This is a translation of Bogdana Dencheva’s interview, first published at shash.bg
Even though currently our main focus is on the strengths and weaknesses of our healthcare system as well as on the professionals responsible for our physical survival, there are other very important people who, I believe, also deserve applause and gratitude – our teachers. I chose to speak with one of my personal role models in the teaching profession – an exception, but a lucky one. I’m happy to have known her since we were children and to have spent many years talking, listening, and learning from every moment we have shared.
I am grateful to have her in my life and our most current conversation makes me a little less worried about the future because of people like her and because the future that we see when we look into our children’s eyes is in her hands.
Her teaching career started when she joined Teach For Bulgaria’s program. Today, against all odds and despite any challenges, she is still growing and thriving as a teacher. To me, she is one of the heroes of our generation.
Bogdana Dencheva – English teacher and role model – both in the classroom and outside of it. She treats her students with respect and humanity.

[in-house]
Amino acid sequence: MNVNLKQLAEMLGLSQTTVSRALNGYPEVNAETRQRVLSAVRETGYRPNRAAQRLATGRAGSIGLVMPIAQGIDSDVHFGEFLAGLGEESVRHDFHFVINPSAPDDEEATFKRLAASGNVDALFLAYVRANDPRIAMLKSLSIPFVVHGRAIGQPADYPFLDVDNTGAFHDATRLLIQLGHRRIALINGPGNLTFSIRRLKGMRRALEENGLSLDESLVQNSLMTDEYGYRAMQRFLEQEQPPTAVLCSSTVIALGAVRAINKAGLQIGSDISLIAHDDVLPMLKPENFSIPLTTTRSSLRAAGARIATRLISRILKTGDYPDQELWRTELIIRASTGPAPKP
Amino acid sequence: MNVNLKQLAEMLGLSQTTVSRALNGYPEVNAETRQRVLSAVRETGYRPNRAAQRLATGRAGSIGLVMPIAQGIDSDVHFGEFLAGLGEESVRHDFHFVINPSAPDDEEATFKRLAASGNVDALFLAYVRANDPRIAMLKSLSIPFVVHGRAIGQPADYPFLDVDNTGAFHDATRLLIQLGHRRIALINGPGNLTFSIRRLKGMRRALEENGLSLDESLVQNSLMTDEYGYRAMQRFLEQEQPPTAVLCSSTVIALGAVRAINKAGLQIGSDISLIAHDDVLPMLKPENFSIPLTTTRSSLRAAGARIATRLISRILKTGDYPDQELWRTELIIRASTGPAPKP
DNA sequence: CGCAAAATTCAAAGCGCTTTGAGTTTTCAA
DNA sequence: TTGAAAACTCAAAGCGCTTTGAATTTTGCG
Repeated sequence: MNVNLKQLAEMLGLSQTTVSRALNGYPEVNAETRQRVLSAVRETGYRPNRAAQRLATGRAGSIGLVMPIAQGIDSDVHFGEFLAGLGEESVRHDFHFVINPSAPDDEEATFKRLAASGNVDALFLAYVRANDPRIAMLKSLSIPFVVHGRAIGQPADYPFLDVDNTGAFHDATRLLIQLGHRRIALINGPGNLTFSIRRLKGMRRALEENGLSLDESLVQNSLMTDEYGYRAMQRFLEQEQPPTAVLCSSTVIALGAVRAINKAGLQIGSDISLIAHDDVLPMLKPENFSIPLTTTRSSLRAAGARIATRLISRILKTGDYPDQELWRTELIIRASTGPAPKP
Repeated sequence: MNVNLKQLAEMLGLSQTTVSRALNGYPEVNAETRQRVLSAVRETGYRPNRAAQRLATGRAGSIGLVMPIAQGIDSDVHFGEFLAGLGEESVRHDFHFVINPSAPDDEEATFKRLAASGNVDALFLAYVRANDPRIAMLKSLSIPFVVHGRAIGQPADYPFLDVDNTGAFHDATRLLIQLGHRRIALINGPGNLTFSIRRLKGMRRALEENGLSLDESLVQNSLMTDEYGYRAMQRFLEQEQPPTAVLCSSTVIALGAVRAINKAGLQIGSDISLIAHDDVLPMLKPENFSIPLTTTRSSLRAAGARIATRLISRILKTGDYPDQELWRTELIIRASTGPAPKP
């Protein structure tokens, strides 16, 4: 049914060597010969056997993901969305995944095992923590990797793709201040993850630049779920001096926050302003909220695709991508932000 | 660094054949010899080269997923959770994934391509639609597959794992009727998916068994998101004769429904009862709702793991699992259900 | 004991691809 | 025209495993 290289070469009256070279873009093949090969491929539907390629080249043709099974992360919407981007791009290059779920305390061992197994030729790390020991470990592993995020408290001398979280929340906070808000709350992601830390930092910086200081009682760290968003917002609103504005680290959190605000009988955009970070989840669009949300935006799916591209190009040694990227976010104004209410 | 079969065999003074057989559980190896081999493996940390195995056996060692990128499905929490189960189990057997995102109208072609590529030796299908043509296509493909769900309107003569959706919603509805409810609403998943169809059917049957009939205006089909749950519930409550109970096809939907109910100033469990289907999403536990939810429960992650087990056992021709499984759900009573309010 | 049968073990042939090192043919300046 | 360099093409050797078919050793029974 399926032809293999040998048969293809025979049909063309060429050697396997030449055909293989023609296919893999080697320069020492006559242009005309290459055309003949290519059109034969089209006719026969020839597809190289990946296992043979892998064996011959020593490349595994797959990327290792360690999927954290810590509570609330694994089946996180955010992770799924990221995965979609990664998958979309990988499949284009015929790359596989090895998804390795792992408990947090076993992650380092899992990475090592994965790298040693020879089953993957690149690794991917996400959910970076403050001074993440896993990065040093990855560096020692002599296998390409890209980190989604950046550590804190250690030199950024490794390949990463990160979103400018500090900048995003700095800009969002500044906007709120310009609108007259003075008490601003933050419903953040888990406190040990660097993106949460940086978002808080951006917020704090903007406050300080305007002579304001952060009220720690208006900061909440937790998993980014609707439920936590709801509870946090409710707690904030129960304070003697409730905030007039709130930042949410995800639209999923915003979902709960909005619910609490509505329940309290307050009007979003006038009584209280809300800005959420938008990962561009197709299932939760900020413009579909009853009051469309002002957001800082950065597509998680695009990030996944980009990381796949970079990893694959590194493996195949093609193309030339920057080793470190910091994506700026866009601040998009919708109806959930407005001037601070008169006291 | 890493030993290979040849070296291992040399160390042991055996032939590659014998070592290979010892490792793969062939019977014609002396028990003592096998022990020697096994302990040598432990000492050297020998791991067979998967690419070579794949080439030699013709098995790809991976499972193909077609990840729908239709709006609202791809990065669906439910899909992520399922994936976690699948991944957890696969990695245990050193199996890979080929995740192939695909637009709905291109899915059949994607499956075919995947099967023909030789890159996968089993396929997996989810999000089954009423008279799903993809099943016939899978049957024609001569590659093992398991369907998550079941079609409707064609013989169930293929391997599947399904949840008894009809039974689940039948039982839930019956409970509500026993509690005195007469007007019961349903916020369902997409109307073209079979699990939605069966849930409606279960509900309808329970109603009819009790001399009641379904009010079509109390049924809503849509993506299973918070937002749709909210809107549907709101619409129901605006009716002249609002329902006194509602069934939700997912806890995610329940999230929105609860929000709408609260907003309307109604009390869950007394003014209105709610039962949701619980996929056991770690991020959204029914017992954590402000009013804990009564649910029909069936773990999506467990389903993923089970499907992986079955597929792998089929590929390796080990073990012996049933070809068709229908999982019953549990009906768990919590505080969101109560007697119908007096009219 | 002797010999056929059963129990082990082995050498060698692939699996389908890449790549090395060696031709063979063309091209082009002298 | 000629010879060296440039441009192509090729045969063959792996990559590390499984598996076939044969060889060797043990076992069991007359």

What is the education system like right now on both sides of the screen?
On my screen it is dynamic and brings a smile to my face because children are also dynamic and happy, so I do all that I can to be the best version of myself for them. But are we in tune with the hundreds of thousands of other monitors? The system is like a puzzle – some pieces fit together perfectly while others are missing. The current situation is no exception.
What are the biggest challenges for teachers in this situation?
The first challenge was the reaction time. They declared a state of emergency on Friday afternoon and teachers were teaching online by Monday morning – having barely slept, but with all of the materials they had prepared during the weekend and with fear in their hearts.
The second challenge is the invisible and unacknowledged overtime. This has always been a part of teaching and now it is mainly caused by the specific format of the teaching resources and many other details.
Children’s cyber security on some platforms is an even bigger challenge. Some of my colleagues already had problems – someone hacked their meeting link, got into the online classroom, and played an inappropriate video on the shared screen. They had to specifically check their settings afterwards.
Last but not least, the demands of societal pressure at a time when everyone is asking the same question, “They are learning, right?”. I, on the other hand, ask myself how successful we are in providing psychological support to children at a time when “the world is coming to an end”, but every adult in their lives wants them to stay focused and learn things which seem suspiciously useless in dealing with future similar crises. Because children will have to deal with future crises, right? We love “reminding” them that they are the future when we are the ones who determine what it looks like.